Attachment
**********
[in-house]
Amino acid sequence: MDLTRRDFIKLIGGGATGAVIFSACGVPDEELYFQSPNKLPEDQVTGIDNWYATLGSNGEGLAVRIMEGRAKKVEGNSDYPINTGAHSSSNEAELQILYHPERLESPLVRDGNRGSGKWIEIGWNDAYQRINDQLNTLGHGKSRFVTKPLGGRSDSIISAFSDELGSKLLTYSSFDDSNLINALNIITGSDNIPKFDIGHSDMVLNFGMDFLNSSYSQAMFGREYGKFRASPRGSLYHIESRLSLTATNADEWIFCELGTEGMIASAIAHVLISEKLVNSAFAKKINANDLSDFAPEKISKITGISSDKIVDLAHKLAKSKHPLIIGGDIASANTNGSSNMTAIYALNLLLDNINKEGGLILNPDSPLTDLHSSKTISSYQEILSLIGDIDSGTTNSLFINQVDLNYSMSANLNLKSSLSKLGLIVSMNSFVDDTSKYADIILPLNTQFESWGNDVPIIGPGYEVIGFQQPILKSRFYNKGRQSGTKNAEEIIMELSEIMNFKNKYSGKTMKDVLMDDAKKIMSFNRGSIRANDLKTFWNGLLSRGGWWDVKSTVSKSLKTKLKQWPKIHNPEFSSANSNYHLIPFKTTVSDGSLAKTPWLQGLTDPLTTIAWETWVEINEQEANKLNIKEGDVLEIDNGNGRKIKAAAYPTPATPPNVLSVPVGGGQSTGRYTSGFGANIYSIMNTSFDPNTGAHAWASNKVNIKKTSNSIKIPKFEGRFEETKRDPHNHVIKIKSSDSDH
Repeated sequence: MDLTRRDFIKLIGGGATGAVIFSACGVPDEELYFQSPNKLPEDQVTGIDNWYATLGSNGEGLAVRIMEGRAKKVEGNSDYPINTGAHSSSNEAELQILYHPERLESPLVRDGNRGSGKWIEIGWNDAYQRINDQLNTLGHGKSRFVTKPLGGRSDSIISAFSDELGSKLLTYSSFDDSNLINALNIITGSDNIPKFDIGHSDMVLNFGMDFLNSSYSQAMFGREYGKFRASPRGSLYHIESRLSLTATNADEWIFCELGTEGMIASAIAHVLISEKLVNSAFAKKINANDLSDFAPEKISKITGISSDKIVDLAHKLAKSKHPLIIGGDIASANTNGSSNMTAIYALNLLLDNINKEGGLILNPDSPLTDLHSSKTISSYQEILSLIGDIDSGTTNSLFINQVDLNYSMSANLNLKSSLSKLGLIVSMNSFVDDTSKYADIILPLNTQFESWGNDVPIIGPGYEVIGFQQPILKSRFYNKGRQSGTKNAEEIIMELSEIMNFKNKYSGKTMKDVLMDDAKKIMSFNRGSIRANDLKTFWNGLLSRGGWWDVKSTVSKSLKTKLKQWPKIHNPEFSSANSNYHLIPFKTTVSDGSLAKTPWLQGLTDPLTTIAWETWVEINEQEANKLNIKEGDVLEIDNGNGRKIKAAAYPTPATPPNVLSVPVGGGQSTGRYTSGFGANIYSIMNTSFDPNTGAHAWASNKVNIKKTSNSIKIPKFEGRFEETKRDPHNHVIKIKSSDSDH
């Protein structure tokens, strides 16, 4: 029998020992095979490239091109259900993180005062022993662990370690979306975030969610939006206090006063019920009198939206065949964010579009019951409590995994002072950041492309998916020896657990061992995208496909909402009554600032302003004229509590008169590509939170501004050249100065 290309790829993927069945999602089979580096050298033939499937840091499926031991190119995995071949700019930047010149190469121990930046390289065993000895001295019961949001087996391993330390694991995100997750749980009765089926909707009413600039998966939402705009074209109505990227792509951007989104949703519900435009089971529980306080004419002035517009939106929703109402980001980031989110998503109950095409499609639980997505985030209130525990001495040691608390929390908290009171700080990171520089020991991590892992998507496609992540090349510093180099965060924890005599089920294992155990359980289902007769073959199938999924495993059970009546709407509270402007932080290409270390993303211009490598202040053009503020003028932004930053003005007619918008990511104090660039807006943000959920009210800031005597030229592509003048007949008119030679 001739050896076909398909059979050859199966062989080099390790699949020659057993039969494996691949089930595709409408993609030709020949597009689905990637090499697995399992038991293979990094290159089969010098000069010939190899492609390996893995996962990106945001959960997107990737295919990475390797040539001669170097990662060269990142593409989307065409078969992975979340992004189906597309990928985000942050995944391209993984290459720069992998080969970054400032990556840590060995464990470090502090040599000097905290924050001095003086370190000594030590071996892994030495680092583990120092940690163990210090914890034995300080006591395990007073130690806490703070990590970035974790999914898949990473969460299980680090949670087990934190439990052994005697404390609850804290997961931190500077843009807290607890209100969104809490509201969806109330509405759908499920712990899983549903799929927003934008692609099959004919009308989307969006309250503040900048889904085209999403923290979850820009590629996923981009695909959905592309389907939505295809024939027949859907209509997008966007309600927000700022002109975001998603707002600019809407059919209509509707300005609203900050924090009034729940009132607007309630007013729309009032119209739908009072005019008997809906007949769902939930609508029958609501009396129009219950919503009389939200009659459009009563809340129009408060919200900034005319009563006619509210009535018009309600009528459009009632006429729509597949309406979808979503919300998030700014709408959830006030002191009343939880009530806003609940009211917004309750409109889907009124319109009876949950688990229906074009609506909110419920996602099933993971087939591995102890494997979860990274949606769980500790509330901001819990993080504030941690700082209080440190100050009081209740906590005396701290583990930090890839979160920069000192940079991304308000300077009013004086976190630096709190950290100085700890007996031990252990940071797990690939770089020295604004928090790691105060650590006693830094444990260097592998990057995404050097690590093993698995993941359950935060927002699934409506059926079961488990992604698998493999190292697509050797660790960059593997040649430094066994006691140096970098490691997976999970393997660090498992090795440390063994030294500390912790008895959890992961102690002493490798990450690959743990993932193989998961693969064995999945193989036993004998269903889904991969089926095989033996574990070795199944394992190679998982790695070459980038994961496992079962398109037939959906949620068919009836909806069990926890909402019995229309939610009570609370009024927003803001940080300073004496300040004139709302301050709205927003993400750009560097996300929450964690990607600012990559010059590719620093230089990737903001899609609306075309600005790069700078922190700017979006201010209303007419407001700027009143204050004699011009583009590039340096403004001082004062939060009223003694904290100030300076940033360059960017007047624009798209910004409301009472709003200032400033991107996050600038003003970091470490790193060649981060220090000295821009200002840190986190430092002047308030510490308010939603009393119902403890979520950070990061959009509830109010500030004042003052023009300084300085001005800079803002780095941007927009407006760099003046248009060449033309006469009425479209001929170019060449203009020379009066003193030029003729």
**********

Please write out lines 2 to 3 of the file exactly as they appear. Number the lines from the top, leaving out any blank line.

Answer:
Amino acid sequence: MDLTRRDFIKLIGGGATGAVIFSACGVPDEELYFQSPNKLPEDQVTGIDNWYATLGSNGEGLAVRIMEGRAKKVEGNSDYPINTGAHSSSNEAELQILYHPERLESPLVRDGNRGSGKWIEIGWNDAYQRINDQLNTLGHGKSRFVTKPLGGRSDSIISAFSDELGSKLLTYSSFDDSNLINALNIITGSDNIPKFDIGHSDMVLNFGMDFLNSSYSQAMFGREYGKFRASPRGSLYHIESRLSLTATNADEWIFCELGTEGMIASAIAHVLISEKLVNSAFAKKINANDLSDFAPEKISKITGISSDKIVDLAHKLAKSKHPLIIGGDIASANTNGSSNMTAIYALNLLLDNINKEGGLILNPDSPLTDLHSSKTISSYQEILSLIGDIDSGTTNSLFINQVDLNYSMSANLNLKSSLSKLGLIVSMNSFVDDTSKYADIILPLNTQFESWGNDVPIIGPGYEVIGFQQPILKSRFYNKGRQSGTKNAEEIIMELSEIMNFKNKYSGKTMKDVLMDDAKKIMSFNRGSIRANDLKTFWNGLLSRGGWWDVKSTVSKSLKTKLKQWPKIHNPEFSSANSNYHLIPFKTTVSDGSLAKTPWLQGLTDPLTTIAWETWVEINEQEANKLNIKEGDVLEIDNGNGRKIKAAAYPTPATPPNVLSVPVGGGQSTGRYTSGFGANIYSIMNTSFDPNTGAHAWASNKVNIKKTSNSIKIPKFEGRFEETKRDPHNHVIKIKSSDSDH
Repeated sequence: MDLTRRDFIKLIGGGATGAVIFSACGVPDEELYFQSPNKLPEDQVTGIDNWYATLGSNGEGLAVRIMEGRAKKVEGNSDYPINTGAHSSSNEAELQILYHPERLESPLVRDGNRGSGKWIEIGWNDAYQRINDQLNTLGHGKSRFVTKPLGGRSDSIISAFSDELGSKLLTYSSFDDSNLINALNIITGSDNIPKFDIGHSDMVLNFGMDFLNSSYSQAMFGREYGKFRASPRGSLYHIESRLSLTATNADEWIFCELGTEGMIASAIAHVLISEKLVNSAFAKKINANDLSDFAPEKISKITGISSDKIVDLAHKLAKSKHPLIIGGDIASANTNGSSNMTAIYALNLLLDNINKEGGLILNPDSPLTDLHSSKTISSYQEILSLIGDIDSGTTNSLFINQVDLNYSMSANLNLKSSLSKLGLIVSMNSFVDDTSKYADIILPLNTQFESWGNDVPIIGPGYEVIGFQQPILKSRFYNKGRQSGTKNAEEIIMELSEIMNFKNKYSGKTMKDVLMDDAKKIMSFNRGSIRANDLKTFWNGLLSRGGWWDVKSTVSKSLKTKLKQWPKIHNPEFSSANSNYHLIPFKTTVSDGSLAKTPWLQGLTDPLTTIAWETWVEINEQEANKLNIKEGDVLEIDNGNGRKIKAAAYPTPATPPNVLSVPVGGGQSTGRYTSGFGANIYSIMNTSFDPNTGAHAWASNKVNIKKTSNSIKIPKFEGRFEETKRDPHNHVIKIKSSDSDH